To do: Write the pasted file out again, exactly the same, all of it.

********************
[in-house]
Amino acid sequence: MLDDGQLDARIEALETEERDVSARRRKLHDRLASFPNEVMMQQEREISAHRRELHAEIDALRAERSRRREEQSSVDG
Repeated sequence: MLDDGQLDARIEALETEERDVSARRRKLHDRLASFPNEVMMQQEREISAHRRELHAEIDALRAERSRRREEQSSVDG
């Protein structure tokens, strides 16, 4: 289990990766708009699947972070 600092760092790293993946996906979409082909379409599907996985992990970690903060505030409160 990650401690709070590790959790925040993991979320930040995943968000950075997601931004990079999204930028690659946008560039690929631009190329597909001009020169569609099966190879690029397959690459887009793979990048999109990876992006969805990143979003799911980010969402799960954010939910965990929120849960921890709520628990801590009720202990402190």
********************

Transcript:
[in-house]
Amino acid sequence: MLDDGQLDARIEALETEERDVSARRRKLHDRLASFPNEVMMQQEREISAHRRELHAEIDALRAERSRRREEQSSVDG
Repeated sequence: MLDDGQLDARIEALETEERDVSARRRKLHDRLASFPNEVMMQQEREISAHRRELHAEIDALRAERSRRREEQSSVDG
């Protein structure tokens, strides 16, 4: 289990990766708009699947972070 600092760092790293993946996906979409082909379409599907996985992990970690903060505030409160 990650401690709070590790959790925040993991979320930040995943968000950075997601931004990079999204930028690659946008560039690929631009190329597909001009020169569609099966190879690029397959690459887009793979990048999109990876992006969805990143979003799911980010969402799960954010939910965990929120849960921890709520628990801590009720202990402190």